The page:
Ben- This young girl’s kidnapper was a known murderer and he was out looking for her. All the neighbor who found her had for protection was a dog. She needed a gun. So did her two neighbors. All three of them are lucky the murderer didn’t find them.
Rob- What did they do correctly?
Ben- Great response by the family considering that they were completely surprised. Get your defensive tools. Call police. Get the kids safe. Get people into the center of the house. Turn off the lights so you’re in the dark and can’t be seen and the bad guy is outside in the light where you can see him. I might have sent everyone downstairs with the kids and stayed at the stairway to wait for police.
Ben- I carry a handgun all the time. I do that because I can carry a handgun all the time. That doesn’t mean it is the weapon I want, but the weapon I can have with me. I’d have a long gun in my hands if I knew that a bad guy was on the prowl. If I knew he was coming..I’d leave..maybe. The police caught the murderer when he was driving around looking for the teenager.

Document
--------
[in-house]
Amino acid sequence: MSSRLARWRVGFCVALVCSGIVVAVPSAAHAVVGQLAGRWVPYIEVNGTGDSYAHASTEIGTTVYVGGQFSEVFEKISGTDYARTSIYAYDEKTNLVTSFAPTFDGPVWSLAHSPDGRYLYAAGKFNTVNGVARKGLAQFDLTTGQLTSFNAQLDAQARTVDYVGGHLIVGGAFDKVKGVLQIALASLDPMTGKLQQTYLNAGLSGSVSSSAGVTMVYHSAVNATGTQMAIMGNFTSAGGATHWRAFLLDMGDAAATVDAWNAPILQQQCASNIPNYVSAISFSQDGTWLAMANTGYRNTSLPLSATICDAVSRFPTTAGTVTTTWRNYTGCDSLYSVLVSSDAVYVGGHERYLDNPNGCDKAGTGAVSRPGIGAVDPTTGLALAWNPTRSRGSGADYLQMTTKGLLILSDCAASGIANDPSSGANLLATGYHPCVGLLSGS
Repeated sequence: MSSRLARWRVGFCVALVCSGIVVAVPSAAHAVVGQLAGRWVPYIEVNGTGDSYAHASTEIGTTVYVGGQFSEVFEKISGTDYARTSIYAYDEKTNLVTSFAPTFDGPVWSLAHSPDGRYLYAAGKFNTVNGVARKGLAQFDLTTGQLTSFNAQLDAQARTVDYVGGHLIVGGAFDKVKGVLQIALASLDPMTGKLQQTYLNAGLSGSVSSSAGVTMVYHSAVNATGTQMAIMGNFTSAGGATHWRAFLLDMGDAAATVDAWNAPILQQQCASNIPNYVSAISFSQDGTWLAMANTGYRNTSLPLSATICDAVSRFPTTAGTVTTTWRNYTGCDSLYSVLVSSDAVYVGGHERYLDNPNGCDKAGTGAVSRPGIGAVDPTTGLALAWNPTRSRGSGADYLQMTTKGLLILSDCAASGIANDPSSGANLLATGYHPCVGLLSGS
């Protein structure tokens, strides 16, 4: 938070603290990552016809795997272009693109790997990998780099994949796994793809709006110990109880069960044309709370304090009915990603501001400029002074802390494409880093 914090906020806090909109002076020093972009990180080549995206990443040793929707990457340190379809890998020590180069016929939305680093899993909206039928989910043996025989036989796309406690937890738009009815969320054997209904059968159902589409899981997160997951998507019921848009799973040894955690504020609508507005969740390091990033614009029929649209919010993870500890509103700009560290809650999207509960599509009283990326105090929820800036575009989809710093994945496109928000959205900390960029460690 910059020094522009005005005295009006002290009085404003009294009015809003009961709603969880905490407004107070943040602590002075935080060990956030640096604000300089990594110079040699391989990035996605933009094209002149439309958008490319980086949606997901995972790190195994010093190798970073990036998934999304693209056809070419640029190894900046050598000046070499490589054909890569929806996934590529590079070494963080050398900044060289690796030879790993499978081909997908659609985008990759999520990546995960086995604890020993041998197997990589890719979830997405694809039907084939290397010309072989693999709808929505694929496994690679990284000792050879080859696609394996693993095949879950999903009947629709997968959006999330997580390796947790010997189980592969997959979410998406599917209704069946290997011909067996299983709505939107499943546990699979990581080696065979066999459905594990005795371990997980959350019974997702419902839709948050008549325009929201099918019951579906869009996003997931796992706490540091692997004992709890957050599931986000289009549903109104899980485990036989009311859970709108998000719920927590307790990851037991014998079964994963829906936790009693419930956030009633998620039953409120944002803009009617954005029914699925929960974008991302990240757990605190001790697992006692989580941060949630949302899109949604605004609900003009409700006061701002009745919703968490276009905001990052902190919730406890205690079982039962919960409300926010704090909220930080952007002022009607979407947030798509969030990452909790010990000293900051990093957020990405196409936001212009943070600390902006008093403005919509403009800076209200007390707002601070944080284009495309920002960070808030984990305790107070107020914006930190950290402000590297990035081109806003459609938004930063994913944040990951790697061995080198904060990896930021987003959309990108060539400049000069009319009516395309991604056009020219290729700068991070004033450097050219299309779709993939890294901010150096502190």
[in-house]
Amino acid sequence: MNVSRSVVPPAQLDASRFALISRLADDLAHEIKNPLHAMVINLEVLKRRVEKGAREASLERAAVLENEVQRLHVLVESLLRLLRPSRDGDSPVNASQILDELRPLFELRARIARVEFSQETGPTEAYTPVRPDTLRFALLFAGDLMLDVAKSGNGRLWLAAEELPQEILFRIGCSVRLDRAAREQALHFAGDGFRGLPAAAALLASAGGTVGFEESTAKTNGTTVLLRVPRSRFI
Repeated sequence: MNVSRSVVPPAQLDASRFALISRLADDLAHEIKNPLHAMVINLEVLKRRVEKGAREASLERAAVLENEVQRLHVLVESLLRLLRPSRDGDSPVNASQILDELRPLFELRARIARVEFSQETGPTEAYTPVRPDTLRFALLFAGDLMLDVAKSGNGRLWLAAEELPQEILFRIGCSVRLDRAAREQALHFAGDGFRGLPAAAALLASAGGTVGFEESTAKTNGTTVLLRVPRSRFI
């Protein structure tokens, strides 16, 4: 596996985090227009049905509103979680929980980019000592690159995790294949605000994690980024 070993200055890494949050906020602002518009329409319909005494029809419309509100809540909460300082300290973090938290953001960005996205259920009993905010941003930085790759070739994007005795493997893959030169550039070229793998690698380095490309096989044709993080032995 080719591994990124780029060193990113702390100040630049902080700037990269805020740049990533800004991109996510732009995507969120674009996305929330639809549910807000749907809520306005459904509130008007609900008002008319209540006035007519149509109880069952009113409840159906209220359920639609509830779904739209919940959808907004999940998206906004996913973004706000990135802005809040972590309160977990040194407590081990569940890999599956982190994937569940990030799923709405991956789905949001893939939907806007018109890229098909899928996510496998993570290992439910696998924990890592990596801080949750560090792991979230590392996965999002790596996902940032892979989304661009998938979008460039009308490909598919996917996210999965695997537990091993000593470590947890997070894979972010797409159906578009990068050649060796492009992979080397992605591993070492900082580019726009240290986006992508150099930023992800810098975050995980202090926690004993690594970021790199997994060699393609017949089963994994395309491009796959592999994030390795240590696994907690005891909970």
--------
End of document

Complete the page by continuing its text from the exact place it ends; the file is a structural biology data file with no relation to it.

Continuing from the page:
Ben- Good response with law enforcement. That is why a team is so valuable. One person was talking to the police dispatcher. The police knew there was an armed defender inside. The homeowner knew the police could protect the front of the house as they arrived. He covered the back. They stayed in the house place with blue lights flashing out front until they had more armed backup or the kidnapper was captured. That is how it is supposed to work.
Exit- Rob- that wraps up this episode. Ben, thank you for helping us again. Where can we learn more about you?
Ben- Look for me at Modern Self Protection.com. I live in San Antonio, and most of my classes are in central Texas. I teach armed self-defense and church security. Listeners can see my class schedule at my website, and they can also listen to my weekly podcast Modern Self-Protection.
Rob- After you look at Ben’s site, then leave us a message on the podcast facebook page.
Ben- We share this podcast with you for free. All we ask is that you share the podcast with a friend and give us a rating on I-Tunes and Stitcher. We’re also available on Google Play Music and Spotify.
Rob- This podcast is part of the Self-defense radio network at sdrn.us
I’m Rob Morse. We’ll be back next week with more Self-Defense Gun Stories.